In Europe, time for true austerity


Talks to form a coalition government in Greece collapsed again this week as a result of the country’s belt-tightening backlash. The country now faces an unpleasant dilemma: agreed-upon austerity measures in exchange for bailout funds, or a messy default and exit from the Eurozone. Greece’s deteriorating situation raises many questions about whether austerity is the right path for other struggling European nations trying to avoid this same fate.

For several years now, European governments have tried versions of austerity — usually understood as an attempt to reduce the ratio of government debt to gross domestic product — in hopes of reviving the continent’s flailing economies. But not only have their efforts failed, we’re now told, they have actually made things far worse.

According to one naysayer, former Obama administration chief economic advisor Larry Summers, austerity efforts are “counterproductive” to growth. In a recent Bloomberg TV interview, Nobel laureate and economist Paul Krugman said, “I wish I’d been wrong for the sake of the world” about his prediction that “Austerians” pushing for fiscal retrenchment would destroy Europe. This sentiment is echoed in countries such as the Netherlands, among others, which have announced they will start spending again. And newly elected French President Francois Hollande’s victory was pegged to his absolute rejection of austerity measures.


There are two basic problems with this growing anti-austerity backlash. First, where spending was actually reduced, the cuts have been relatively small compared to the size of the problem and meaningful structural reforms were seldom implemented. Second, to the extent declining Europe countries pursued austerity, it has mainly been through large tax increases. If the economies of Spain, France, Britain and other European nations are suffering, it’s not because of “savage” spending cuts. It’s because small spending cuts are overwhelmed by tax increases.

Consider Britain, where supposed austerity measures represent a “stunning failure of policy,” according to Krugman in his New York Times column. In 2009, British Prime Minister Gordon Brown promised he would reform social programs and dramatically cut spending and taxes. Instead, he increased the top marginal income tax rate shortly before he left office. When David Cameron replaced him in 2010, he promised to pursue the same austerity measures. However, in 2011-12, spending increased from $1.15 trillion to $1.2 trillion, and public pensions have yet to be reformed. Instead, the government increased the capital gains tax, national insurance tax and value-added tax along with other fees and duties.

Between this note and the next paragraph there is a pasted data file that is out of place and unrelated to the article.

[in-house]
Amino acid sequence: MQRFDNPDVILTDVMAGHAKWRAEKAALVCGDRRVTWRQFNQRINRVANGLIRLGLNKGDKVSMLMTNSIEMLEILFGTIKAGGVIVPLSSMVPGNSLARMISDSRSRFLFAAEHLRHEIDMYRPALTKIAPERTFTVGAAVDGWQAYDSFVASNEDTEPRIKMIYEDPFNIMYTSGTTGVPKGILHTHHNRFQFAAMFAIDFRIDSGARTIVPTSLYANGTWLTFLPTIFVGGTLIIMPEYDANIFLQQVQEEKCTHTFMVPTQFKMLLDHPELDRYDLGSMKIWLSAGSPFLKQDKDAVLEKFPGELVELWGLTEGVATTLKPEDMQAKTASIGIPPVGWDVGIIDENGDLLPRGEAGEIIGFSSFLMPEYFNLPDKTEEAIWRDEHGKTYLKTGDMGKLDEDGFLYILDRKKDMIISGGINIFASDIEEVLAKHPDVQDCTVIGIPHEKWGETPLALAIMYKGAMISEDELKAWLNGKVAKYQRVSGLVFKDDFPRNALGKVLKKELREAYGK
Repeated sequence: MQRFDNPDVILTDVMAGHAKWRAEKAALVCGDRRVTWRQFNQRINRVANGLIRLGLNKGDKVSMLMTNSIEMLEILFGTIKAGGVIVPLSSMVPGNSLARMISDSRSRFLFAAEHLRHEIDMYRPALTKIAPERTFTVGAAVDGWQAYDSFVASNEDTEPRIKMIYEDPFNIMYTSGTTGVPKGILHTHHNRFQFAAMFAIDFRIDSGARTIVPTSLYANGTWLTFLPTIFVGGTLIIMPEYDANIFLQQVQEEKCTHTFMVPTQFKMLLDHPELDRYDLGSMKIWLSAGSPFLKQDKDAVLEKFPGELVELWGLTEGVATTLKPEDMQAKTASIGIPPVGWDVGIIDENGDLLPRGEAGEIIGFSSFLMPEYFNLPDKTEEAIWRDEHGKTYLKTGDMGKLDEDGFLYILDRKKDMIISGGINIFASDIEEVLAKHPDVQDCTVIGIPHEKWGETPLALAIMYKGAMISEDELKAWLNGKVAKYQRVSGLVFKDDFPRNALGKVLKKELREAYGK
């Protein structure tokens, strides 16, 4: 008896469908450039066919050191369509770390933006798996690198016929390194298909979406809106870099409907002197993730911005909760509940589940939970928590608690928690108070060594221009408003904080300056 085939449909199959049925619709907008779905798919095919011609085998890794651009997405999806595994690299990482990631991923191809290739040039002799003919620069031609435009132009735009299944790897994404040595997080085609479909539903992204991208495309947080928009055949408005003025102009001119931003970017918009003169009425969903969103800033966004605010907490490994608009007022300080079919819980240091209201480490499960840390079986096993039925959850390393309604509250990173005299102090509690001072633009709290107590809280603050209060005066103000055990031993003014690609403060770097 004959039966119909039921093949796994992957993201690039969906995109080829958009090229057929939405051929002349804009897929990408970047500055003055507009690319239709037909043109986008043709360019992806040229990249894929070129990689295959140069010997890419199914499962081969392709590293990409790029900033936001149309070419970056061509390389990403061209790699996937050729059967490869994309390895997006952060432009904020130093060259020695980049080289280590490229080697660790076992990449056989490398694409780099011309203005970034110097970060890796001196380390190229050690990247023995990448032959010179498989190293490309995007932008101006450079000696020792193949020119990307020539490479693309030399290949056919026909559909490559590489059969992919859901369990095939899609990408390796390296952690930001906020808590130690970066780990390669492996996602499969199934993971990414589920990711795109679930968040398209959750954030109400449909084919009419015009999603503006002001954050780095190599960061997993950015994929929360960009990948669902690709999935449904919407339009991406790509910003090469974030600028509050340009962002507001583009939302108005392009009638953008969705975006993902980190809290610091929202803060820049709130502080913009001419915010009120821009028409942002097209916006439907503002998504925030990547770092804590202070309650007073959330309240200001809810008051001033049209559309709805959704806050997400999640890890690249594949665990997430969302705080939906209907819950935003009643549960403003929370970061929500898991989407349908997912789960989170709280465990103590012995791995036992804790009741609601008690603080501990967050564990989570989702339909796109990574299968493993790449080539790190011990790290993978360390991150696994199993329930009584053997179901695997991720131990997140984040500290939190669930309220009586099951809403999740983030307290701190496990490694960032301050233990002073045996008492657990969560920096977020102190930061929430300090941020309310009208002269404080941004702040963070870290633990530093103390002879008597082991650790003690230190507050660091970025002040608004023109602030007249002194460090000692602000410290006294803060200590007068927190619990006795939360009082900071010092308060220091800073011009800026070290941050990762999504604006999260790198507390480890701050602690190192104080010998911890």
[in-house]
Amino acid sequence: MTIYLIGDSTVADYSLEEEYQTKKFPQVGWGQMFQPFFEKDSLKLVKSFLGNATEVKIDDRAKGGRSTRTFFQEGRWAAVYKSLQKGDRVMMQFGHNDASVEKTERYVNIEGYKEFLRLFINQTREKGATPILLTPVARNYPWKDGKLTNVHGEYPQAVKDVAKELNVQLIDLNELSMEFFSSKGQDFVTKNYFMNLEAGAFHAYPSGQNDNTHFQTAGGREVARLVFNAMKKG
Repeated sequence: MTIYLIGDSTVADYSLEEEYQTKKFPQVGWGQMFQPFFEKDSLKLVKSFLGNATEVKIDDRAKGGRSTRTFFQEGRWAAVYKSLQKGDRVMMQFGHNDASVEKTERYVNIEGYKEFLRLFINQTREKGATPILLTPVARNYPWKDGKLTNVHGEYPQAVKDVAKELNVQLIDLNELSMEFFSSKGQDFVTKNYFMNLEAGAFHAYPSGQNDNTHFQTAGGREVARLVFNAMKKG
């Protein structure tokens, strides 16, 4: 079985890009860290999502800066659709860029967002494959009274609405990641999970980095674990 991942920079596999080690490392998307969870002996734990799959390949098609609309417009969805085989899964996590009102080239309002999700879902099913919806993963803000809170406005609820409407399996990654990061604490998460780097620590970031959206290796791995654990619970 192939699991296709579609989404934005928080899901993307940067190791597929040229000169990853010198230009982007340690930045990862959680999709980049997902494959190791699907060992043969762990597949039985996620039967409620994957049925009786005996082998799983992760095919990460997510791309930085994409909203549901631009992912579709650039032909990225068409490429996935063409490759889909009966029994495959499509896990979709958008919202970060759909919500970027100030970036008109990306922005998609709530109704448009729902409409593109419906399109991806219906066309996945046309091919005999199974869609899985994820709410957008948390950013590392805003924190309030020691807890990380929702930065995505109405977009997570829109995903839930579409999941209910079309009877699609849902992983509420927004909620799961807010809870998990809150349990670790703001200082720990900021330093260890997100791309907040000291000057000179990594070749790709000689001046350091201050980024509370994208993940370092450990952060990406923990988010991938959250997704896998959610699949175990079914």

In Spain, the conservative party raised the retirement age from 65 to 67 in January 2011, but it has failed to implement comprehensive structural reforms. It was, however, successful in pushing through higher personal income and property tax rates in an attempt to balance its books. This year, the government has proposed reducing the deficit by $35.2 billion through a combination of tax increases ($16 billion) and spending cuts ($19.2 billion). But the spending reductions, even if implemented, won’t be enough to compensate for an overly optimistic growth rate. Although the increase of the corporate income tax will be real, so will the increase in public pension and unemployment benefits.